Get me a linguist! interlude: 21 emotions for which there are apparently no English words.

The next fiscal fight is already here

McConnell says further tax increases are unacceptable. "With looming deadlines on the nation’s federal borrowing limit and delayed across-the-board budget cuts, Senate Minority Leader Mitch McConnell (R-Ky.) said Sunday that discussions about new taxes are off the table in upcoming fiscal debate, and that reining in government spending must be the focal point." Sean Sullivan in The Washington Post.

...And Pelosi says the exact opposite: no more revenue would be unacceptable. "Pushing back against the Republicans' deficit-reduction strategy, House Minority Leader Nancy Pelosi (D-Calif.) said this weekend that more tax revenues -- not just spending cuts -- must be a part of Congress's effort to rein in deficits." Mike Lillis in The Hill.

The next stage of the ‘fiscal cliff’ fight has officially begun. "In the next stage of the 'fiscal cliff' fight -- news outlets are already calling it the 'debt ceiling fight' though the White House would probably prefer to think of it as a sequester fight -- the debate will essentially boil down to two questions: What kind of entitlement and spending cuts will Republicans be demanding? And will Democrats manage to get revenue on the table? On the Sunday morning shows, leaders from both parties laid down their opening positions." Suzy Khimm in The Washington Post.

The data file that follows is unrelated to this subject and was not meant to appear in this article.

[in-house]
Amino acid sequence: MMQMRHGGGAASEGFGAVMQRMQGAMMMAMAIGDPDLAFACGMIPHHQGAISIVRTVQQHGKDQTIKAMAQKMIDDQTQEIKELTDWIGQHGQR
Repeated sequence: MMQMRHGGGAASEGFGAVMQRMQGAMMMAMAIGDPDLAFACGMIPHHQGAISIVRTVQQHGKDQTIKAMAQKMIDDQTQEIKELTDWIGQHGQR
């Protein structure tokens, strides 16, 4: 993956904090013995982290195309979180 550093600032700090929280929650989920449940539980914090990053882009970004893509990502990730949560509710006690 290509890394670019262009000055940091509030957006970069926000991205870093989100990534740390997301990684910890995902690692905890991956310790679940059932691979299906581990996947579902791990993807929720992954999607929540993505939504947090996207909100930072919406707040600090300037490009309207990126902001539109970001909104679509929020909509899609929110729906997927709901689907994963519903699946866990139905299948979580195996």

Political science explainer: The 'words hurt' model of political polarization.

Contractors quietly optimistic following sequestration delay. "While the two-month delay in planned federal spending cuts that Congress approved last week provides short-term relief for government contractors, many companies said the move does little more than maintain the uncertainty that has plagued them for months. Still, some are choosing to read the 'fiscal cliff' deal, which pushed back the start of about $1 trillion in automatic cuts, as a sign that neither Congress nor the president has any intention of letting sequestration take effect." Marjorie Censer in The Washington Post.